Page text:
Everyone wants to maximize their tax deductions and reduce what they owe the government. But remember: If you report income as a small business owner, you face a higher risk of getting audited than individuals with just payroll or investment income. That's because it's much easier for small business owners to understate their income or overstate their write-offs than it is for individual employees, who have their wages reported by their employer. Indeed, the IRS devotes the greatest share of its enforcement budget—41 percent in 2006—toward small businesses. The agency in recent years has tried to increase compliance through education and enforcement. The Schedule C, which sole proprietors use to report income, is the single most audited business form, says Jeff Collins, a tax attorney and former IRS auditor in Schaumburg, Ill.
Small business owners can save themselves grief by avoiding common tax slip-ups. One big trap some fall into: failing to pay payroll taxes. These contributions, which include the employer's half of Social Security and Medicare taxes, are due monthly, but business owners with cash-flow problems sometimes fail to pay them because they need to cover other fixed costs like wages and rent first, says Collins. Companies can avoid that temptation by hiring a payroll service to make the tax contributions along with each payday.
Some small business owners try to avoid payroll taxes entirely by classifying workers as independent contractors. That's legitimate if workers truly are independent—the distinction has less to do with the hours they work than it does with the degree of control the business owner has over them. Misclassifying workers can come back to bite businesses if the IRS determines the company should have been withholding taxes and contributing the employer's share of payroll taxes. "If you have a payroll of $100,000 and you did that, well now you've got a $15,000 bill," Collins says.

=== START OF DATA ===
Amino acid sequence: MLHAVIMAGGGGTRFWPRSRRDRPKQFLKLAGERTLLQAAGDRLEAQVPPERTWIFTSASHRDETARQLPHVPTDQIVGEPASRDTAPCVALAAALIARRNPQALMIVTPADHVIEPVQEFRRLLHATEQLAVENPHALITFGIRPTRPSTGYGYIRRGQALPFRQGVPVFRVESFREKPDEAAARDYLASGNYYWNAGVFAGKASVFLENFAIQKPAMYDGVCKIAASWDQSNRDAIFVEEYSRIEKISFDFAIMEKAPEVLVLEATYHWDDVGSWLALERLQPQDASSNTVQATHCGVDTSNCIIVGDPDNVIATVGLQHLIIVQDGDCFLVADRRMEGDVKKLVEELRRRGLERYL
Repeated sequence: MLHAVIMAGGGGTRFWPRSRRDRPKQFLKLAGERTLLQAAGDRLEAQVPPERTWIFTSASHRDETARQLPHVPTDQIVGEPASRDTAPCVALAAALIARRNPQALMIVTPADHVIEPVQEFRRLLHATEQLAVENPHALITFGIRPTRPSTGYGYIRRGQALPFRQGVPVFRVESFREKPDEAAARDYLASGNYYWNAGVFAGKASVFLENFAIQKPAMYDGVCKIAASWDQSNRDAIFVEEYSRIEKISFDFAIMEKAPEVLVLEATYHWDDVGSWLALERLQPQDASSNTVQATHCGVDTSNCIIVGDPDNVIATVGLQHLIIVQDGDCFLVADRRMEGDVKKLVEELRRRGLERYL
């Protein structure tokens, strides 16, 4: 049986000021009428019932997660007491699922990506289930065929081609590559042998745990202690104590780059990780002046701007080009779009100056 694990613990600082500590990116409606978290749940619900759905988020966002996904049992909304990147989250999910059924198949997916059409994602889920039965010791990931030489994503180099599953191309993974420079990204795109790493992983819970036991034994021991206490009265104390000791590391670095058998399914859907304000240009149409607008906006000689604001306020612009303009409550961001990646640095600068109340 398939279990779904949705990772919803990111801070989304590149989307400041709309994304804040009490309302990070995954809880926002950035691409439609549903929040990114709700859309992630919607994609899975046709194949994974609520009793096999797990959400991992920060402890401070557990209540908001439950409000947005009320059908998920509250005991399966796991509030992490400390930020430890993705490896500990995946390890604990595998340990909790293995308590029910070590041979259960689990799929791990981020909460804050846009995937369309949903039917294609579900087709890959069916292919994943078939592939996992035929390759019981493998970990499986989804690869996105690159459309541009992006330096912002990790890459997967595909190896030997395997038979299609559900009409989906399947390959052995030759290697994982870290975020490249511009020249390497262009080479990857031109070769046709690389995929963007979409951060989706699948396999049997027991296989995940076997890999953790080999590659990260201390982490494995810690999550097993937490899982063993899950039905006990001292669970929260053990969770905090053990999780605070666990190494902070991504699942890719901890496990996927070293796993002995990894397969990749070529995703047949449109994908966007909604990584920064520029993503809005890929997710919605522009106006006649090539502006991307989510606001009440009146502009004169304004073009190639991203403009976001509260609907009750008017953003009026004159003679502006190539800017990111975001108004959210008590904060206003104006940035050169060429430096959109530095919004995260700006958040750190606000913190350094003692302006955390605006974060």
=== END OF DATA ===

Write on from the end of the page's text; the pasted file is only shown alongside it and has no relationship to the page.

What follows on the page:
Businesses that pay workers and vendors in cash are also at risk in an audit. If a company doesn't have a paper trail to back up those costs, the deductions will be lost. Collins says this is often an issue among first-generation immigrant business owners or those who pay undocumented workers with cash. Such practices can put employees at risk as well. "If those expenses are deducted and you can't show documentation, you also jeopardize the employees. Then they become subject to the willful failure to file taxes," Collins says. Those who don't have records might be tempted to tell an auditor that they were lost in a flood or fire. But Collins says in that case, they should be prepared to produce an insurance claim—otherwise the auditor has no evidence to show that there was any damage to records.
But even though small businesses face a relatively higher risk of tax audits, Collins says business owners shouldn't worry—as long as their tax returns accurately reflect their business records, and their deductions are reasonable. And businesses shouldn't be afraid to take a legitimate deduction for fear of explaining it to an auditor. "Who cares if it's a red flag?" says Collins. "Bring the audit on."
For a look at 25 common tax slip-ups, flip through this slide show.
Tozzi covers small business for BusinessWeek.com.